A tinkling sound, following by a soft rip made me lose track of my measured breaths and I felt the pins and needles begin to crawl up my fingers and toes as I started to hyperventilate. I opened my eyes wide and forced myself to track the seconds on my watch again – 00:03:26 – 00:03:27 – breathe in – 28, 29, 30 – breathe out. The intruder, whoever he was, was being careful. He was looking for something. The sounds I’d heard – I tried to figure them out. The first was probably my perfume bottles – my one concession to vanity; working in a hospital, I’ve come to appreciate being surrounded by a scent of something that isn’t death, pus, ooze, urine, feces or antibacterial hand wash. The second sound, the rip… That was harder to figure out and it made me very nervous.

A creak. A groan. That was the floor near my hiding place and a voice, the voice of someone who wasn’t aware of the loose floorboard and twisted an ankle in it. Even very rich people get lazy about house repairs, I thought sardonically, noticing with pride that my breathing was slowing and that I could afford to make it a smidgen shallower and thus quieter. The door I was behind was locked, of course, with the key inside it on my end. I had not even the tiniest bit of curiosity as to what the intruder looked like. I simply wanted him to think that the house was empty and to leave.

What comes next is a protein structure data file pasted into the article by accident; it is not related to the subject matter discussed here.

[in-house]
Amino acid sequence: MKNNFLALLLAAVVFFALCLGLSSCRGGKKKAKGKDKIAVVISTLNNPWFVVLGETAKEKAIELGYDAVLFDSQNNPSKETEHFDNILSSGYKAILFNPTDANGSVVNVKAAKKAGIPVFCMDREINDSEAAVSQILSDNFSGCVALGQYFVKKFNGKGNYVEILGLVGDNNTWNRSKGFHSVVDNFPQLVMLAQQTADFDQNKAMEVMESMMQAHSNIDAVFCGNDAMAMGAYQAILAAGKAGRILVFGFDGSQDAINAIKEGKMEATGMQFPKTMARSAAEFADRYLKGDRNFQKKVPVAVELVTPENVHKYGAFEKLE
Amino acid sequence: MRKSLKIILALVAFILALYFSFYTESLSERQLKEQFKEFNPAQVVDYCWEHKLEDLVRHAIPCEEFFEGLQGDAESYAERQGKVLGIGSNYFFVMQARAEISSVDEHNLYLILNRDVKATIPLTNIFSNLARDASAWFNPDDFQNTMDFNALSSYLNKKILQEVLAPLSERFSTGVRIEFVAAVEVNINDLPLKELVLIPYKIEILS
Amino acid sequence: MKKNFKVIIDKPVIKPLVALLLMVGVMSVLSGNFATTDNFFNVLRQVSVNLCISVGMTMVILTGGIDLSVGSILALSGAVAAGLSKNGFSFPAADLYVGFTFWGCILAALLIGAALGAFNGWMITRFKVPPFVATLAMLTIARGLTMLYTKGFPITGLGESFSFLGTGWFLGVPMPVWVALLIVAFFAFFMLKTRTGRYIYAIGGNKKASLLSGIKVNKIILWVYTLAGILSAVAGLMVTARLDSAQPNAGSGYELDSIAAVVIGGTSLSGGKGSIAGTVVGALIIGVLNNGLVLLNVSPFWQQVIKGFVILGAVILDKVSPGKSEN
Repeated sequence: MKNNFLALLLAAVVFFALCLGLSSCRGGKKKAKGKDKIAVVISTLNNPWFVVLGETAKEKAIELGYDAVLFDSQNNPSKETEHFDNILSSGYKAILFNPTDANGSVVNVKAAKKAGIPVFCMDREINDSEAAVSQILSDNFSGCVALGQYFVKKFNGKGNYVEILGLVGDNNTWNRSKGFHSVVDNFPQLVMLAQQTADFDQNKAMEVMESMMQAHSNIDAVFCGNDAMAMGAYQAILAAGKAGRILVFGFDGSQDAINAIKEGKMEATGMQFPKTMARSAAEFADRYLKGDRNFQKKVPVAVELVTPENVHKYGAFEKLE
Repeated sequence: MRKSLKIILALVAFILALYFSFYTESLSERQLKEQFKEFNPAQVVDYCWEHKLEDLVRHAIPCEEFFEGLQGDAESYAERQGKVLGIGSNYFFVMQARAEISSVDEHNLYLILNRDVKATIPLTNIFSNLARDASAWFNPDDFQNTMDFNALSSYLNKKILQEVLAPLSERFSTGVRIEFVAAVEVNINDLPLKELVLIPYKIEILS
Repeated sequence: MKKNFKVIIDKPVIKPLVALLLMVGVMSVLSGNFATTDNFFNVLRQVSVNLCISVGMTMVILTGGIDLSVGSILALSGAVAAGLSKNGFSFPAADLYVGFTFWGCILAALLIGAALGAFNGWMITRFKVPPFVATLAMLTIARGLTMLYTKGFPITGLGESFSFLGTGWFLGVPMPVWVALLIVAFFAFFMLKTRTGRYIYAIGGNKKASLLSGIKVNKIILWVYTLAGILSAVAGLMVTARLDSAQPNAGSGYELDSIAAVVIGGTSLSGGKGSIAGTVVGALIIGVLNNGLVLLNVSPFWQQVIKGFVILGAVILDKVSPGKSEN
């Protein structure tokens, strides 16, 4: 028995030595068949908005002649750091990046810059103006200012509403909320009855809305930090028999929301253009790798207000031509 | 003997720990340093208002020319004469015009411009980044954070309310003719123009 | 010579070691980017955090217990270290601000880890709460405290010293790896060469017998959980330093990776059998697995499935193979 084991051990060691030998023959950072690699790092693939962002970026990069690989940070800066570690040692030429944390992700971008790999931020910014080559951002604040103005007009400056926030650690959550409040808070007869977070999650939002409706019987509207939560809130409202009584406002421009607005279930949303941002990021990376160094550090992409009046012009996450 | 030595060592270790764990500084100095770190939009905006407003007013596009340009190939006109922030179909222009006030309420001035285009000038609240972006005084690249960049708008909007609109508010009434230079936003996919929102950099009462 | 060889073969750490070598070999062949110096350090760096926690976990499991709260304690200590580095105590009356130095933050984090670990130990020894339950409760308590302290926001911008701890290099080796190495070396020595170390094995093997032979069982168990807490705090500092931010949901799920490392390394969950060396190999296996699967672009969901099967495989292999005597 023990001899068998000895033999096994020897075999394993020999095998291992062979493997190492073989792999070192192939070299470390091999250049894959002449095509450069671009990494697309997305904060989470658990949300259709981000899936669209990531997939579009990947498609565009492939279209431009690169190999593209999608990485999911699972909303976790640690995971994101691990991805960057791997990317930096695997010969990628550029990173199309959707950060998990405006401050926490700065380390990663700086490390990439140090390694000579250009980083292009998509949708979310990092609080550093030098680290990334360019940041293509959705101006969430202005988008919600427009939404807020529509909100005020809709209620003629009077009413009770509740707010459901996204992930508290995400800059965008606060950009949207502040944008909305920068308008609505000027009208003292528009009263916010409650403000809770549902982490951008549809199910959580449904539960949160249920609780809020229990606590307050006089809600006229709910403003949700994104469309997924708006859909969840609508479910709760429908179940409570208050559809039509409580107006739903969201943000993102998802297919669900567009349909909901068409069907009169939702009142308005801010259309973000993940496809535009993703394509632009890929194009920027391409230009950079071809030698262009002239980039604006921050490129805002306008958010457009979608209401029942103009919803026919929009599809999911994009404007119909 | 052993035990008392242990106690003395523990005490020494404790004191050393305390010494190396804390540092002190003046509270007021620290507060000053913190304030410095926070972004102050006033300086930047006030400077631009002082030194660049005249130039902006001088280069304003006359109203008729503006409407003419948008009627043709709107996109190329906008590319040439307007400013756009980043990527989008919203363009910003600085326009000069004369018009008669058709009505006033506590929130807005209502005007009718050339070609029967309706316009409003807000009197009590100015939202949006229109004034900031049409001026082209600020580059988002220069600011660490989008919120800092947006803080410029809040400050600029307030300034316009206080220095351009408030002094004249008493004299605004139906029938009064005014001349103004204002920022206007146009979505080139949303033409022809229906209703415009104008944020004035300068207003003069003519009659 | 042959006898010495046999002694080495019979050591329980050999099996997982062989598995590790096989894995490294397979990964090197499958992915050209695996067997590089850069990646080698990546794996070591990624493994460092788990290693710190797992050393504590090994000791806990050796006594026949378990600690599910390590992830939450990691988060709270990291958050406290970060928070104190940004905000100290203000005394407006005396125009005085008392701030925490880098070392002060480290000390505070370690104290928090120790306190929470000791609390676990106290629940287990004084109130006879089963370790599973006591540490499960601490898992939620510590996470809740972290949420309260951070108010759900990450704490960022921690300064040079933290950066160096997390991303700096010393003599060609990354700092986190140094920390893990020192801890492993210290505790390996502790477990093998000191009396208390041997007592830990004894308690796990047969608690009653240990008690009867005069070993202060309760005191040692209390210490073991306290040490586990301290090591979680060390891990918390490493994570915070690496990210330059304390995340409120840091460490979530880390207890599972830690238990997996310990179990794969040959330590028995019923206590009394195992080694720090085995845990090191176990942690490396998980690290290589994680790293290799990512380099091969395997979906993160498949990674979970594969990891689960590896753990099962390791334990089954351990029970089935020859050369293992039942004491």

Graham and I have gotten death threats before. We both do work that’s controversial, in its own way, and there are many people who don’t like the wealthy in this day and age. I can’t blame them for it, though their discontent doesn’t excuse their bad behavior, nor does it allow them to ignore the fact that we are human beings with rights as well. We pay our taxes and perform our social and public duties and shouldn’t be attacked. But high powered couples are always seen as somewhat problematic and Graham and I have always been aware of it and have fought our battles together or alone, as need and our lawyers deemed fit. We are not sentimental about such things. But I know that this break-in is about me, because this is the first time that I have had a secret. My family knows nothing of it, nor does anyone else.

Except someone does, apparently, know. Someone, walking around my house that night, knew. He knew, and he was going to do something about it. I stood in my closet and counted breaths, quietly, determined not to be heard.